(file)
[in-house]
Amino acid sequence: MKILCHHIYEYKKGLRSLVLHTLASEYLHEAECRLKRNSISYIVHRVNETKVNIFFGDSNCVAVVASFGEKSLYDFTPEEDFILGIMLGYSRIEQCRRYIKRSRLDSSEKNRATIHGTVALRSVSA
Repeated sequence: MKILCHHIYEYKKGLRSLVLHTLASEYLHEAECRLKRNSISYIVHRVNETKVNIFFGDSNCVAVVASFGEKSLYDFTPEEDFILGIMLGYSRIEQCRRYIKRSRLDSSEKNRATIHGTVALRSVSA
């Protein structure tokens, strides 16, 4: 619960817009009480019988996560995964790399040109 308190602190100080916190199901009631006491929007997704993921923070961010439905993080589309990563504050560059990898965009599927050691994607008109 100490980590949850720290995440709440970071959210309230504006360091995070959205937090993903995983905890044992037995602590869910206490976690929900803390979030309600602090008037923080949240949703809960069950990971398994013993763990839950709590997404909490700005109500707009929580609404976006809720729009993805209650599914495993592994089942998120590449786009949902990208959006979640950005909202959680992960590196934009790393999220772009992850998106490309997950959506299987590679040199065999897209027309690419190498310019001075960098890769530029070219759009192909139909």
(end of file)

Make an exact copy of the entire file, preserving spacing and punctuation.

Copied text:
[in-house]
Amino acid sequence: MKILCHHIYEYKKGLRSLVLHTLASEYLHEAECRLKRNSISYIVHRVNETKVNIFFGDSNCVAVVASFGEKSLYDFTPEEDFILGIMLGYSRIEQCRRYIKRSRLDSSEKNRATIHGTVALRSVSA
Repeated sequence: MKILCHHIYEYKKGLRSLVLHTLASEYLHEAECRLKRNSISYIVHRVNETKVNIFFGDSNCVAVVASFGEKSLYDFTPEEDFILGIMLGYSRIEQCRRYIKRSRLDSSEKNRATIHGTVALRSVSA
């Protein structure tokens, strides 16, 4: 619960817009009480019988996560995964790399040109 308190602190100080916190199901009631006491929007997704993921923070961010439905993080589309990563504050560059990898965009599927050691994607008109 100490980590949850720290995440709440970071959210309230504006360091995070959205937090993903995983905890044992037995602590869910206490976690929900803390979030309600602090008037923080949240949703809960069950990971398994013993763990839950709590997404909490700005109500707009929580609404976006809720729009993805209650599914495993592994089942998120590449786009949902990208959006979640950005909202959680992960590196934009790393999220772009992850998106490309997950959506299987590679040199065999897209027309690419190498310019001075960098890769530029070219759009192909139909």